For the second quarter in a row, there were almost no new housing starts in the West Bank settlements, according to numbers released Tuesday by the Central Bureau of Statistics.

The report of what is an historic absence of housing starts in Judea and Samaria comes on the eve of the start of direct negotiations between Israelis and Palestinians. It is the first such meeting since talks broke down in December 2008. Halting settlement construction has been one of the key demands Palestinians have made of Israel.

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Initially, when the CBS reported its first quarter statistics at the end of May, its data showed no housing starts for the first quarter of this year. Since then the CBS has adjusted the numbers slightly, as it often does. Based on the new data there were only two new housing starts from January to March of this year. From April to June, the CBS reported only three new housing starts.

Overall, according to the CBS, there were a total of five new housing starts in the first two quarters of 2010, during which time the 10-month moratorium on such activity was in place.

The number marks a sharp contrast from the 673 new starts that occurred in that same period last year when there was no moratorium.

The dramatic drop to almost zero housing starts runs counter to the trend in the rest of the country, which saw a 17 percent increase in housing starts during that time.

Separately, there was also a drop of 12 percent in the number of new apartments which were completed in West Bank settlements in the first two quarters of 2010, even though there was only a two percent decrease country wide during that same time.

From January to the end of June of this year 796 new apartment units were completed in West Bank settlements, compared with the 906 apartment units which were finished in the same period last year.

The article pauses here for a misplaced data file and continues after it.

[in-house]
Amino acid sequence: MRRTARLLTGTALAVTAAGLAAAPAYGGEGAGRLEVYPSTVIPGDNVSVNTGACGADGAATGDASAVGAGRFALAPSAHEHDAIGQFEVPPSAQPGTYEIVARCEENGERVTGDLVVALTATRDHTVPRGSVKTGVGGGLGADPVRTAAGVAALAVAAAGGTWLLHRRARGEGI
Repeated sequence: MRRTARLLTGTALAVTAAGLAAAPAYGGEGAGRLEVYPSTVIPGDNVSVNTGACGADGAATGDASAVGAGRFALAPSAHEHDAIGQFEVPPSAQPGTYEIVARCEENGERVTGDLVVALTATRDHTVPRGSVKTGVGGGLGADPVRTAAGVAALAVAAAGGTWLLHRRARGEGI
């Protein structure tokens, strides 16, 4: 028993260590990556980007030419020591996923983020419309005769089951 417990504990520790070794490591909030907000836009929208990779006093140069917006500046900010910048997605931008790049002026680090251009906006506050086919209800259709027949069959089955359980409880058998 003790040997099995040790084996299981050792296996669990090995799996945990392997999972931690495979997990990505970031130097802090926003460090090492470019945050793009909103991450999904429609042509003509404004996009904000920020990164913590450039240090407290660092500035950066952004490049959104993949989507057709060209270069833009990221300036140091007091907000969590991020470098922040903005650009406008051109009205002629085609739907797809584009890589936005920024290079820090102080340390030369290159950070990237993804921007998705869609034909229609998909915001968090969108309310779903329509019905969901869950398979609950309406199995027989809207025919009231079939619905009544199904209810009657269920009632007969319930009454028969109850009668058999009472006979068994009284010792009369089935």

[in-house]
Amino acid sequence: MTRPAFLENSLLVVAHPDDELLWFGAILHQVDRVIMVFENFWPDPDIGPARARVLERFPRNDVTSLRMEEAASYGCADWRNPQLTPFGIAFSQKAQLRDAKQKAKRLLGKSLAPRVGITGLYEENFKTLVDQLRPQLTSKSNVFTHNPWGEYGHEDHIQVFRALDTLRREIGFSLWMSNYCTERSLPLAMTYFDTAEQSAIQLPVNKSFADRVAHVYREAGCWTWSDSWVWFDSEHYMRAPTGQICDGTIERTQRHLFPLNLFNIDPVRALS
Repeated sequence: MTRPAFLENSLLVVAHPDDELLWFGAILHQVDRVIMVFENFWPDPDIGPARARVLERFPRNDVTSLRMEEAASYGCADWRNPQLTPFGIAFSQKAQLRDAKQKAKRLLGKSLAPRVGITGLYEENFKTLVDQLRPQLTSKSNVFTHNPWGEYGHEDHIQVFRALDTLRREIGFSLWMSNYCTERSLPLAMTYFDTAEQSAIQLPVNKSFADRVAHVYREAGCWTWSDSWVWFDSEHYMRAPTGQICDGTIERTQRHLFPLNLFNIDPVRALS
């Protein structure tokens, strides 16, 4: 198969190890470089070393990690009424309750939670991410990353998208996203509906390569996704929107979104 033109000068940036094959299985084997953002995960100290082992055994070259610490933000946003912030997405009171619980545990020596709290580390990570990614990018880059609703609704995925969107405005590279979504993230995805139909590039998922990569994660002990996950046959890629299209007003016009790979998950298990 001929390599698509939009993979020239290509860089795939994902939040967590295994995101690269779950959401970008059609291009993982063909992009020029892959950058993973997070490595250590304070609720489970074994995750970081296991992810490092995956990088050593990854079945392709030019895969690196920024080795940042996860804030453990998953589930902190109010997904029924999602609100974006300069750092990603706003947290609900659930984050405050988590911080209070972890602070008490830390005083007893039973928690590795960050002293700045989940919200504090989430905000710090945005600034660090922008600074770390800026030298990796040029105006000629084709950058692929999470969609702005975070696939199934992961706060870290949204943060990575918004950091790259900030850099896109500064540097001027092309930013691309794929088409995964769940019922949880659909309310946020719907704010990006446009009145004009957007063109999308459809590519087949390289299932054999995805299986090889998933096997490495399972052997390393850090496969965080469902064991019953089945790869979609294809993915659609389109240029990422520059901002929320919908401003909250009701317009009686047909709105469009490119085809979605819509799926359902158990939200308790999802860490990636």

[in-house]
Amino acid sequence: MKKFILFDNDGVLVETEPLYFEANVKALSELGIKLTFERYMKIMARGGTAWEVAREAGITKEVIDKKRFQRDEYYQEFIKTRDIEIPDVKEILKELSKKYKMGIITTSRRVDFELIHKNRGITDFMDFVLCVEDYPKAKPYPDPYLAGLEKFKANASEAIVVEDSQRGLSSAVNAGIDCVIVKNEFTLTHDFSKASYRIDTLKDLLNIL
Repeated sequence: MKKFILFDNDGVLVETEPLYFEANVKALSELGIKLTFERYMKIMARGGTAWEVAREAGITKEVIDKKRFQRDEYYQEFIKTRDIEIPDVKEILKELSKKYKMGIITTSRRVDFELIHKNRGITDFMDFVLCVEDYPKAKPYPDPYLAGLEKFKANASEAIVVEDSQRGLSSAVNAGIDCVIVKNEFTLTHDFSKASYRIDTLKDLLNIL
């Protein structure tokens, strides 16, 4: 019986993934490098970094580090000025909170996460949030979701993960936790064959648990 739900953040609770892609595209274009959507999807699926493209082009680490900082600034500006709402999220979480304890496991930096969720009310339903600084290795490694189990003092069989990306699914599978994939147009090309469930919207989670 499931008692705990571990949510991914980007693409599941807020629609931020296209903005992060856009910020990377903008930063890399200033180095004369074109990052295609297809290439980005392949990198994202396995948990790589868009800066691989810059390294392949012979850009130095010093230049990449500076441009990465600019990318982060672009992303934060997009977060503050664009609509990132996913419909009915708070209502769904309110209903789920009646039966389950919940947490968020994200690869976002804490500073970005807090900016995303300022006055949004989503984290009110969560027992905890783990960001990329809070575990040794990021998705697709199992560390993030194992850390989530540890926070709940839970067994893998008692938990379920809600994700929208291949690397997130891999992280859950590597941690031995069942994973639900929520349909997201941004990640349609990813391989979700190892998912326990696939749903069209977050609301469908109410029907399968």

According to the moratorium, work can continue on settlement homes which had a foundation as of November 26, when the ban on new construction began.

It was estimated that there were some 3,000 apartment units which were under construction at that time.

Data for the first month of the moratorium in December is not available from the CBS.

Overall in 2009, there were 1,888 housing starts and 2,070 apartment units completed.

In a report that it issued earlier this month, Peace Now, a grass roots group which monitors settlement construction, said that based on aerial surveys it had taken of West Bank settlements, there had actually been 295 new housing starts in Judea and Samaria in the first seven months of the moratorium, from December and until June.



It did acknowledge that the number was less than half of what it would have been without the moratorium.

The CBS said at the time that it stood by its data which was compiled from multiple sources such as the Ministry of Housing and Construction, planning committees, regional and local councils, contractors and realtors.

However, the CBS acknowledged that it did not have the resources to do aerial surveys.

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